One year since the sexual abuse exposéIt would be a disservice to all if we forget the survivors of Lalitpur Madhyamik Vidhyalaya and the victims in so many other schools.
In January 2020, a year will have passed since The Kathmandu Post published harrowing details of sexual abuse by three teachers—Bodha Raj ‘Basu’ Tripathee, Suman KC and Gokul Sharma, at Lalitpur Madhyamik Vidhyalaya. Alumni reports recalled in painstaking detail traumatic experiences of abuse. Almost a year later, we must ask ourselves what has come out of it. It must have taken unfathomable courage on the part of the survivors to be named in a national daily with intimate details of their experiences. Yet, we seem to have forgotten them and their stories.
No legal action was taken against any of the accused. According to Article 74 Clause 2 of the Act Relating to Children 2018, the statute of limitations for cases of sexual violence against children ends one year after the child turns eighteen. None of the alumni qualified to file an FIR against any of the accused. The narratives of most of the survivors clearly show that they did not comprehend what was happening. This is often true of sexual violence against children who cannot fully grasp the nature of what is being done to them. In some cases, the experience is so traumatic that the brain blocks the memory. It might be years after the event took place before the survivor starts to remember what happened. Considering these facts, it is irrational that the law mandates cases of sexual violence against children be reported within a year after the child turns 18.
The parents of one of the girls who qualified to file an FIR backed down according to media reports. It leaves one wondering if it was the girl’s decision or the parents. Too often, parents dissuade daughters from seeking legal action against abusers who are frequently relatives or teachers. When parents discourage and even prohibit daughters from reporting cases of abuse, it is a violation of their duty as the child’s guardian.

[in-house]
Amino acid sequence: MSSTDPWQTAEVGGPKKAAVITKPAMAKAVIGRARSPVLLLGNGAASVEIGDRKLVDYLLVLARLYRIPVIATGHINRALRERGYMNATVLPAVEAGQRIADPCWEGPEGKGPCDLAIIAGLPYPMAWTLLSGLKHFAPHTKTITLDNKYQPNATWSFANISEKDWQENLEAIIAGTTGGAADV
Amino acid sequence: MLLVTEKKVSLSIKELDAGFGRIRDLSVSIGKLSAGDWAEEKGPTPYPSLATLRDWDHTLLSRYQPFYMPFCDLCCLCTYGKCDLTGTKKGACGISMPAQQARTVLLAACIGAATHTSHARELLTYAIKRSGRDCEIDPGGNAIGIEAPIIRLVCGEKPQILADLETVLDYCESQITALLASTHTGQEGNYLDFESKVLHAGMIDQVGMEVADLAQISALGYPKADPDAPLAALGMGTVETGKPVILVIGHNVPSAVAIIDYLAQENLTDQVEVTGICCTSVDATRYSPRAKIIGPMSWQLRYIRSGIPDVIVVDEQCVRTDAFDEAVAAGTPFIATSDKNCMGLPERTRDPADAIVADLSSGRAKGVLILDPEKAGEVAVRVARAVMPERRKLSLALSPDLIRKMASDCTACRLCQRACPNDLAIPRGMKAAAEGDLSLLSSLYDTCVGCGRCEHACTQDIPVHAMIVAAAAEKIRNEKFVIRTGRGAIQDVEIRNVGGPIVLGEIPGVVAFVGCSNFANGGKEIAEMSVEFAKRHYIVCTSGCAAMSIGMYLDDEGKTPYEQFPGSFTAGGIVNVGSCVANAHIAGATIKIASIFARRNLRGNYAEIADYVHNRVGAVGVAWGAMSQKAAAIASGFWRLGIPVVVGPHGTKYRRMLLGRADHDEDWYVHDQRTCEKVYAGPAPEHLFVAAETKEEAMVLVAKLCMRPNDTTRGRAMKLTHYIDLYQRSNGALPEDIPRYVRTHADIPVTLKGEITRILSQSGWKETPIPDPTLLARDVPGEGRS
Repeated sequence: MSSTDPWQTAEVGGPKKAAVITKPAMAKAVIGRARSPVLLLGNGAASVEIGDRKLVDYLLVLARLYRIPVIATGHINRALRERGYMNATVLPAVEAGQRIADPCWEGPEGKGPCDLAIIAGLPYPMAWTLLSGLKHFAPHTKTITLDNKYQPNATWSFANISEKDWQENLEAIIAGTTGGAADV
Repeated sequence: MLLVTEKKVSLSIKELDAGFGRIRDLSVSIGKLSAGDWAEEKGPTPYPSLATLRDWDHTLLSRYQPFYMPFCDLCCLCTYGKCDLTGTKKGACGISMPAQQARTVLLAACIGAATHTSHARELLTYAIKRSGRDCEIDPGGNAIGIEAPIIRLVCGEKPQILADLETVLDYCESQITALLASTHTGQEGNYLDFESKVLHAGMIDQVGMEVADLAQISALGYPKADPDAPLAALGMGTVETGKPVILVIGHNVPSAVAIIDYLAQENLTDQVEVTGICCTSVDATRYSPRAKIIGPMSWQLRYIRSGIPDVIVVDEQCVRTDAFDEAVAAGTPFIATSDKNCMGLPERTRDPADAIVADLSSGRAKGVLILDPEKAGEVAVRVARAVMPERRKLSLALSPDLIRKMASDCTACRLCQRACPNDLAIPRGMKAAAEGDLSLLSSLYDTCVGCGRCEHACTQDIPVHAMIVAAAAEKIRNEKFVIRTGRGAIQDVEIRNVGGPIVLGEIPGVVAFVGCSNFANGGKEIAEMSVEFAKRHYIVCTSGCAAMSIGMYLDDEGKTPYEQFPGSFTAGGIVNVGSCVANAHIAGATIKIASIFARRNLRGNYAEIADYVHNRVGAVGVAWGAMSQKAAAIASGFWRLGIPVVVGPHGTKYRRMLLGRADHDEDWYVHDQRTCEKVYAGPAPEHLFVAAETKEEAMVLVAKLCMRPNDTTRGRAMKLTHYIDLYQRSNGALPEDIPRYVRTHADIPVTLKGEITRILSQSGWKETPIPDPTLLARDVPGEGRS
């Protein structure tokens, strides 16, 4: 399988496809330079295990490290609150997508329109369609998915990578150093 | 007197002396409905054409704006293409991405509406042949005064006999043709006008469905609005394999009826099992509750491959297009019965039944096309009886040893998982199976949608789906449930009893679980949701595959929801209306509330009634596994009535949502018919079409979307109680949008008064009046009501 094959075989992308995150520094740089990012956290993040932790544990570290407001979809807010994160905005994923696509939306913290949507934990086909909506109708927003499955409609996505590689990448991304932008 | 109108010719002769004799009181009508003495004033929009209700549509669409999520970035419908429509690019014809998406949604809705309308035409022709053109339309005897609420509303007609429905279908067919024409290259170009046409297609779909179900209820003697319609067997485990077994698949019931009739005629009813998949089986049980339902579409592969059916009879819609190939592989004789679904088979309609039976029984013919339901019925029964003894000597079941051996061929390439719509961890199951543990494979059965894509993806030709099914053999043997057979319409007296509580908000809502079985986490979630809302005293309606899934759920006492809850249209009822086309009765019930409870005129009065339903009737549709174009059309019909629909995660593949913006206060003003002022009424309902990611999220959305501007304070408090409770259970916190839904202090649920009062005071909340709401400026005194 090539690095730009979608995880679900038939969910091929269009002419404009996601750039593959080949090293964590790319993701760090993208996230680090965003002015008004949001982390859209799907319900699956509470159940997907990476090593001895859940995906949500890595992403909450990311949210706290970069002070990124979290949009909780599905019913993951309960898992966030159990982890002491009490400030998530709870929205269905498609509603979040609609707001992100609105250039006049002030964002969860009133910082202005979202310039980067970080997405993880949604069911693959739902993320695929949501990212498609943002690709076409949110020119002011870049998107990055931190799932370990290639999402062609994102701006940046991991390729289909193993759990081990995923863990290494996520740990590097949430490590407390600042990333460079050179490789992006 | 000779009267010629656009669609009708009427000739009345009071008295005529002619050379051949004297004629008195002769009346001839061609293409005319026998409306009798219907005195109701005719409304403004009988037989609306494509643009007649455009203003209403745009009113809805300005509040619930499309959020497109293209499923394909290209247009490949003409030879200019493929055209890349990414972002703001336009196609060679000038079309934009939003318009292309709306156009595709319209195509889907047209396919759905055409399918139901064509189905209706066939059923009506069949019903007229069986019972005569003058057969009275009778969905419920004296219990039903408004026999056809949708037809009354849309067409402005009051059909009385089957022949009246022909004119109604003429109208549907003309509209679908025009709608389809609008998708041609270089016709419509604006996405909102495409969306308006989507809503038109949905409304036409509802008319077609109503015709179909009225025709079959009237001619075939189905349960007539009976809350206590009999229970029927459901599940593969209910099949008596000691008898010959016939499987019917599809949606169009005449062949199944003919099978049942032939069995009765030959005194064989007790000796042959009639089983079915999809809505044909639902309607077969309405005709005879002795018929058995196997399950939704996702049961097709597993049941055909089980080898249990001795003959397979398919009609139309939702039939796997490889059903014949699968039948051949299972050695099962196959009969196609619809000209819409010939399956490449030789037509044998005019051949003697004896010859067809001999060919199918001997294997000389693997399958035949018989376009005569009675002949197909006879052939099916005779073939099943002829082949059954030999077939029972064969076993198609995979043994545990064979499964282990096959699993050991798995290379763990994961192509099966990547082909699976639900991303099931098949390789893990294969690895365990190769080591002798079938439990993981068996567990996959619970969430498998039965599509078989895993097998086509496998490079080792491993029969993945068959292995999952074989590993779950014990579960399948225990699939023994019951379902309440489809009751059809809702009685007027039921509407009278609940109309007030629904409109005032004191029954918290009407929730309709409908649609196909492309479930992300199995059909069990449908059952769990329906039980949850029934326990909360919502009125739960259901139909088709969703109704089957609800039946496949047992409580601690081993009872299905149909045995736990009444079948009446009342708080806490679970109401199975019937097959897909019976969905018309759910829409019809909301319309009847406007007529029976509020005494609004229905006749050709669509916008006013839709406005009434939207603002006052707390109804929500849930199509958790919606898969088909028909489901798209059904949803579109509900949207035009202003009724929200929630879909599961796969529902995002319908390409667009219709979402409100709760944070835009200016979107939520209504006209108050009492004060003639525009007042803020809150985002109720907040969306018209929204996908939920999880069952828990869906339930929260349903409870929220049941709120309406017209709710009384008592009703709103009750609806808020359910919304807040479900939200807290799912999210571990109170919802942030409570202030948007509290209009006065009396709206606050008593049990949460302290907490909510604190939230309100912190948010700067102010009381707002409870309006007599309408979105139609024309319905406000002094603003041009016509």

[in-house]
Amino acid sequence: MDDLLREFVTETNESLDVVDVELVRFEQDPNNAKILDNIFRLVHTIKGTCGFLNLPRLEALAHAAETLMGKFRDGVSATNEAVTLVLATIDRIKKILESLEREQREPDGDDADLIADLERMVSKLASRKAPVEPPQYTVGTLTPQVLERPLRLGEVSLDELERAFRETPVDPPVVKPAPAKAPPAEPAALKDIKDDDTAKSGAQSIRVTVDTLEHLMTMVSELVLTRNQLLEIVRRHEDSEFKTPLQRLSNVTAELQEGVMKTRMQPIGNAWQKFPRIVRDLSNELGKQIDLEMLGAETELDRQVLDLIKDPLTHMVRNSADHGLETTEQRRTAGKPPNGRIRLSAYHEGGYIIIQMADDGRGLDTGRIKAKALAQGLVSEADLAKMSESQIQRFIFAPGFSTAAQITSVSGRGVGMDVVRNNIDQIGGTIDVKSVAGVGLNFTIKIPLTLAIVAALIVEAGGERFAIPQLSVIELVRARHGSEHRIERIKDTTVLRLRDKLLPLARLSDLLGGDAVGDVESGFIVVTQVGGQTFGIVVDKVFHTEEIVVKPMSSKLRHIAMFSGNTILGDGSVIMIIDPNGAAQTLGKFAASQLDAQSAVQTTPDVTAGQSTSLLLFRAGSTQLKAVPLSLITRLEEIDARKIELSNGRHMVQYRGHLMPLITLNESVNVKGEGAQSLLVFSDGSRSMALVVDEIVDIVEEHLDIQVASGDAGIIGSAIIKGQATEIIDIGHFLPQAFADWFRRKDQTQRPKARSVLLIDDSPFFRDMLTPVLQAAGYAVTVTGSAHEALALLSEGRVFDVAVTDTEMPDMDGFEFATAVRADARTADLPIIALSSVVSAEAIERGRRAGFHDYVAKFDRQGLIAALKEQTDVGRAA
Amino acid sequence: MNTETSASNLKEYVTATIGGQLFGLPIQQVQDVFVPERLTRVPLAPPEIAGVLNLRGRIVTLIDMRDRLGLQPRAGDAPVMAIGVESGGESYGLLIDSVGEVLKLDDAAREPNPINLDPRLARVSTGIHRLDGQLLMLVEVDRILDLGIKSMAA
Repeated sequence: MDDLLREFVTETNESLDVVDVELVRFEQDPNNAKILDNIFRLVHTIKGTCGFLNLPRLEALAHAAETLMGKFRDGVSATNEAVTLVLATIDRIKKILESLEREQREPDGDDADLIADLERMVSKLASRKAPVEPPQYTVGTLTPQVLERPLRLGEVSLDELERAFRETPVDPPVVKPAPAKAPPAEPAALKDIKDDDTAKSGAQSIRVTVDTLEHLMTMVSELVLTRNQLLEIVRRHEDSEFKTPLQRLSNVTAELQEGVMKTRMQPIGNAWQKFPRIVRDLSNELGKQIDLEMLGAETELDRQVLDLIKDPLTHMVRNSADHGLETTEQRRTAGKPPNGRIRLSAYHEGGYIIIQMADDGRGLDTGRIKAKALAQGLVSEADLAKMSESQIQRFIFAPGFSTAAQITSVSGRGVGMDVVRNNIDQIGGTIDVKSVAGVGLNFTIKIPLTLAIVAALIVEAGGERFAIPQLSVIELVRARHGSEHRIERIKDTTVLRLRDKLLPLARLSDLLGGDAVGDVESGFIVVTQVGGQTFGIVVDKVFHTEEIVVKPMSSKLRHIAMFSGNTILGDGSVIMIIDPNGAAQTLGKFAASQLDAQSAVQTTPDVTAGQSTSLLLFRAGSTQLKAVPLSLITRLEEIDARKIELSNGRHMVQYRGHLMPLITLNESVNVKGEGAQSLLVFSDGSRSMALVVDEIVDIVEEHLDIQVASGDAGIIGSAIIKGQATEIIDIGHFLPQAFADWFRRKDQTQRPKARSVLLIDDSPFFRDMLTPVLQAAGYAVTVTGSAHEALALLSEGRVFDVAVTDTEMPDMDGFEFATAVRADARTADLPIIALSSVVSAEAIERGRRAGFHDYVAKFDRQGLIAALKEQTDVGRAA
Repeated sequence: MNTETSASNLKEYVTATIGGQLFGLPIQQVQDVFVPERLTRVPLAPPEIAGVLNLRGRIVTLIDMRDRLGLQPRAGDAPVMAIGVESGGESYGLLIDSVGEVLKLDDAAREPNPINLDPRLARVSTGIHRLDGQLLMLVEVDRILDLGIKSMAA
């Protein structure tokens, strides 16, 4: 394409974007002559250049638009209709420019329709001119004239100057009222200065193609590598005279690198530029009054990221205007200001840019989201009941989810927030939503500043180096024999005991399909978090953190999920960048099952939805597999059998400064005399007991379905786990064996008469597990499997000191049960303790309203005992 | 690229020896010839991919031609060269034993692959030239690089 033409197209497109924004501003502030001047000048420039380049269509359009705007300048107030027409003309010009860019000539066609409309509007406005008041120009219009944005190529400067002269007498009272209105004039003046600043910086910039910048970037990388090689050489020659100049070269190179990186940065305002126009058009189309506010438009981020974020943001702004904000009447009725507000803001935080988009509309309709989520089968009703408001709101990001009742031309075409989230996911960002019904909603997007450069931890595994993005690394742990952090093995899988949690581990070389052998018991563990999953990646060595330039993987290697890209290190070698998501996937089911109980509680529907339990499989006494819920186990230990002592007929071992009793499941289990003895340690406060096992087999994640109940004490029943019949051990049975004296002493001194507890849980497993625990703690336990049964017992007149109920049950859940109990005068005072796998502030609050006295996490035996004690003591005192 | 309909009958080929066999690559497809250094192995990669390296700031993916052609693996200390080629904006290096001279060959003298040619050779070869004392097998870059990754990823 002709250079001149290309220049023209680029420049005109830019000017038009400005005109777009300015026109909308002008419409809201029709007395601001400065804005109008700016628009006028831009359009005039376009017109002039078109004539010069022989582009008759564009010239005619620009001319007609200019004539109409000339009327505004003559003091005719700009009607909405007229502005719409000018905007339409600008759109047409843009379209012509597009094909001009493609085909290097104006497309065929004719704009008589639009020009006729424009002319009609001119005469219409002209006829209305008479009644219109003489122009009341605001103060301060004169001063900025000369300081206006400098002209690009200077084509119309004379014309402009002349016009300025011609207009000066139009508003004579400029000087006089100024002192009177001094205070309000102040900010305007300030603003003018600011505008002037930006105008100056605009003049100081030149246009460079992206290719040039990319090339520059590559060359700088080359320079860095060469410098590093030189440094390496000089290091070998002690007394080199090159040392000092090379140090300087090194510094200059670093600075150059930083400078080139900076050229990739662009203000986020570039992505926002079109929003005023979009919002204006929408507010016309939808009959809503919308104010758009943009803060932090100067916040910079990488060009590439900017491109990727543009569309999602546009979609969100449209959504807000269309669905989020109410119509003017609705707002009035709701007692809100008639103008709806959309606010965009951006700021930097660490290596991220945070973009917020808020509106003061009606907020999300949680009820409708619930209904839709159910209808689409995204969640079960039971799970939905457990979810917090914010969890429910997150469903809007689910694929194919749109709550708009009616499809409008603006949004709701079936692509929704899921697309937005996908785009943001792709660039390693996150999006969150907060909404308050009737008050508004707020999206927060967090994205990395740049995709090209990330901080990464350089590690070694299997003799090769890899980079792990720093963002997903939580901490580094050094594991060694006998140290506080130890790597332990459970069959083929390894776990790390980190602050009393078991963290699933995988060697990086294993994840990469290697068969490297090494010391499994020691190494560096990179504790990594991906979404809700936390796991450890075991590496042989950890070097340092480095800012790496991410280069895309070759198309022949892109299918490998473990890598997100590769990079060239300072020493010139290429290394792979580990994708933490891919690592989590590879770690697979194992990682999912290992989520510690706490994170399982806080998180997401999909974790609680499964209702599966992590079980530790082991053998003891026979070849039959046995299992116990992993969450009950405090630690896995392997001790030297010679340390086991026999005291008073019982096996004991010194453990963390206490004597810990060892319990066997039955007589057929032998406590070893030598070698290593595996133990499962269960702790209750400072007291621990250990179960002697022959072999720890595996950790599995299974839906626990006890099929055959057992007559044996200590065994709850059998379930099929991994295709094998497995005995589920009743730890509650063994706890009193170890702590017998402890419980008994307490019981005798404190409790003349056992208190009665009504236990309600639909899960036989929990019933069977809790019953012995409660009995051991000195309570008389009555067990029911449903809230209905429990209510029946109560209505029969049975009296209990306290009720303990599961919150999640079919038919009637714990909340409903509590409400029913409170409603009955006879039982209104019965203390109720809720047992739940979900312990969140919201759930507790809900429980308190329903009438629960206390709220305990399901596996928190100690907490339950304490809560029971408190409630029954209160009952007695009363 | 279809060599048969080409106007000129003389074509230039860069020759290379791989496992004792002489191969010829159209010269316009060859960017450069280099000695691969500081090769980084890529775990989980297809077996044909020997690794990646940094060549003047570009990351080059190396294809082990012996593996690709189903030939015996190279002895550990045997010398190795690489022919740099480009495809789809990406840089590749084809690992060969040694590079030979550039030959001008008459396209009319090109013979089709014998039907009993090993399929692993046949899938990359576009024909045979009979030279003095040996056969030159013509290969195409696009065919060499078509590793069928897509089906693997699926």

According to Article 68 of the Act Relating to Children, ‘If the father, mother, guardian and those who directly provide services to children such as caregivers, teachers, health workers or any other person come to know about an incident of violence against children or child sexual abuse that has taken place, that is taking place or that is going to take place, she/he shall inform the nearest police station immediately.’ This is not a gentle reminder but a legal provision.
Further, Article 70 of the Act outlines in detail the action that the police must take once it receives information about a case of sexual abuse against a child. If necessary, they are required to rescue the child and refer them to a temporary protection service. As in the aforementioned case, Nepal Police in most cases does nothing and is not held accountable. But if it were to rescue children, where would these children go? The necessary infrastructure and system are nonexistent.